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Short-term rental platform RedAwning hit the reset button during the coronavirus crisis as it sold a subsidiary, Leavetown, and rolled out a program to be the exclusive distribution manager for property management companies.
This all took place after parting ways with about one third of its employees, but vacation rental bookings last week surged 42 percent higher than the same period last year as U.S. drive markets continued reopening, founder and CEO Tim Choate told Skift Monday.
North America-focused RedAwning, with some 35,000 properties in its portfolio, can serve as one-stop shop for property managers and owners, handling their distribution to Booking.com, Expedia, Vrbo, Airbnb, and Google Travel, as well as marketing, price-optimization, and website-building services.
Choate said RedAwning sold Leavetown, which it acquired in 2018 for an undisclosed sum and had a European focus, back to its founders.
The asset disposal was a move to cut costs, and focus on RedAwning’s core business, Choate said, adding that Leavetown had a partnership with major property manager Interhome in Europe that required attention. Skift reported at the time of the Leavetown acquisition in 2018 that RedAwning had around 250 employees.
Choate said RedAwning is already rehiring some employees sidelined because of the coronavirus travel collapse, but acknowledged that the company now has fewer employees. Perhaps smaller is better in some instances, he said.
Making An ‘Exclusive’ Play
Exclusive inventory is a kind of holy grail in the short-term rental industry. Peter Kern, the CEO of Expedia Group, which like RedAwning but on a much-larger scale is pushing to simplify its business, said in a Skift interview in May that he hopes its Vrbo home-sharing unit will notch more exclusive deals with property managers to take advantage of Airbnb’s refund-policy-inducted problem with hosts.
While tacitly acknowledging that some hosts left the platform, Airbnb CEO Brian Chesky told CNBC Monday that the company has more listings today than pre-pandemic.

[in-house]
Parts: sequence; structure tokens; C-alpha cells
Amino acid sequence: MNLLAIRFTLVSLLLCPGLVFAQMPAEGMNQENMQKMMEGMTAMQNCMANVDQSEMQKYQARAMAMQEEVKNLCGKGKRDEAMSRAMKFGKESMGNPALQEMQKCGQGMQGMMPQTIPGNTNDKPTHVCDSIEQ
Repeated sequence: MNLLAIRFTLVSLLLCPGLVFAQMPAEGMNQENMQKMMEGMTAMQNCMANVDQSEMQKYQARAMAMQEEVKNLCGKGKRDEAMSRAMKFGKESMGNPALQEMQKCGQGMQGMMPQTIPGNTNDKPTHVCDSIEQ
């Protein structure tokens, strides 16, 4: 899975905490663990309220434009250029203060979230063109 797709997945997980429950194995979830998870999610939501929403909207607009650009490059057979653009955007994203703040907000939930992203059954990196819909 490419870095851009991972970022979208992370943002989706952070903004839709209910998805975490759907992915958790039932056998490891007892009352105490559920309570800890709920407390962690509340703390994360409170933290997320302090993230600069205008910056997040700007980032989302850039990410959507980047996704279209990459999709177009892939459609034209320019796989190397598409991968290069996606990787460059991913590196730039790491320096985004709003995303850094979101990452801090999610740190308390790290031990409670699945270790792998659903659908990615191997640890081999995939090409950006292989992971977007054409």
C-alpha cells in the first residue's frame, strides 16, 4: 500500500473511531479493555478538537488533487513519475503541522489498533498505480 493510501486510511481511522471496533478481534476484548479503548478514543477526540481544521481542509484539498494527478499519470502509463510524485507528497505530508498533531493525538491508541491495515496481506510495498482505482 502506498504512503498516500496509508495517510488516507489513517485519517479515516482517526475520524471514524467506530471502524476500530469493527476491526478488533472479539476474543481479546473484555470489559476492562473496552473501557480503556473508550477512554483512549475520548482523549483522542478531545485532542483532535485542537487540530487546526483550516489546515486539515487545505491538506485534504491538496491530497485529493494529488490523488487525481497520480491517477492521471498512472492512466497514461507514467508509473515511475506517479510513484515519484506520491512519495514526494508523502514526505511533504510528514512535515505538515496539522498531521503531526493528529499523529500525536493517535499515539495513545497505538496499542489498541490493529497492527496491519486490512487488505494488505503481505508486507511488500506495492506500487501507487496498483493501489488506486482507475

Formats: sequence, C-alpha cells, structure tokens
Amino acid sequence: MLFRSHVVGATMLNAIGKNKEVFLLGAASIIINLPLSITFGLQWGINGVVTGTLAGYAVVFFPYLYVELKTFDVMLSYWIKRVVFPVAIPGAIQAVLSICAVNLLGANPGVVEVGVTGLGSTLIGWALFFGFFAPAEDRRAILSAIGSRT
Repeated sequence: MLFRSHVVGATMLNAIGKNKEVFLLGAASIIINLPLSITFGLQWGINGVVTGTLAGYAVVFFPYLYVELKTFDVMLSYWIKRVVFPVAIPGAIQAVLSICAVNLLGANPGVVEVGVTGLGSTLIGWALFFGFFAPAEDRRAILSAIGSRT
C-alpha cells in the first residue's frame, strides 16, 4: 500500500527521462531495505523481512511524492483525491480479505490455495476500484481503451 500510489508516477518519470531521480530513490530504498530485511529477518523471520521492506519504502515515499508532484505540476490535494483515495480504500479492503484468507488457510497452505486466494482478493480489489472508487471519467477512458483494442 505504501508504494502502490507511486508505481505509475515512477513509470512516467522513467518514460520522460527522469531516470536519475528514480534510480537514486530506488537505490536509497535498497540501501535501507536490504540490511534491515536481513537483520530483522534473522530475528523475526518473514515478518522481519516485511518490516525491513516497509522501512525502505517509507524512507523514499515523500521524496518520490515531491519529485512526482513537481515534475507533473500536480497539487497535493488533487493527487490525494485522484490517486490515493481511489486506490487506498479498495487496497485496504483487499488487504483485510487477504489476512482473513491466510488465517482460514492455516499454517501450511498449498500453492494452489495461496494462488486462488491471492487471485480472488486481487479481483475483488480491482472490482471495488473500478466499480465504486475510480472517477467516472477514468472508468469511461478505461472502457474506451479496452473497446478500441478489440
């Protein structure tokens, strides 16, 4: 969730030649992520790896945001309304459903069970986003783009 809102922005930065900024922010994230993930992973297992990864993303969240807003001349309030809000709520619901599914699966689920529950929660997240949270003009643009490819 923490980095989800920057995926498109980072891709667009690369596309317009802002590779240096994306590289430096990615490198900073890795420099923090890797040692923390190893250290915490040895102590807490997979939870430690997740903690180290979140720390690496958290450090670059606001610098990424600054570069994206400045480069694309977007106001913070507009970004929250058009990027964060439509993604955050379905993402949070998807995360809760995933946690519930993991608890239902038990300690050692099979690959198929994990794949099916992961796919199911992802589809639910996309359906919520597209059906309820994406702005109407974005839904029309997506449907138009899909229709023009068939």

Expedia Group announced Tuesday that it will phase out its HomeAway brand in the United States starting next month. Expedia’s ongoing and expected emphasis of Vrbo as its primary vacation rental brand has been ongoing, and the missteps in the transition from HomeAway to Vrbo have been a drag on the parent company’s financials for an extended period.
In RedAwning’s case, its drive to notch “exclusive” deals with both its core property manager base, but also with individual home owners is not about RedAwning being the sole booker of partners’ rentals.
Choate said “exclusivity” in RedAwning’s case means the company would be the sole provider of distribution, price-optimization, and website-building services for partners. For example, a property manager who might have had RedAwning handle Booking.com and Airbnb distribution, but handled Vrbo on its own, would now sign on to have RedAwning handle all such distribution and services.
Choate argued that these partnerships enable property managers to have lean teams while allowing RedAwning to become their “global team.” Choate said 10 property managers, including Hayes Vacation Rentals in the Orlando, Florida area and Long Cove Resort in Charlotte, North Carolina, have signed up for these exclusive deals.
RedAwning said the booking surge it is experiencing has been strongest in beach, lake and mountain destinations in the United States. Like other short-term rental executives, Choate contended that vacation rentals are the safest bet for families in the coronavirus era.
Asked about the relative strengths of distribution partners, Choate said “Airbnb has come back with force,” particularly in mountain locations reachable by car.
Google Travel, though, is still in rollout mode for vacation rentals, he said. “They haven’t become a giant influence yet like they could, and eventually will be,” Choate said.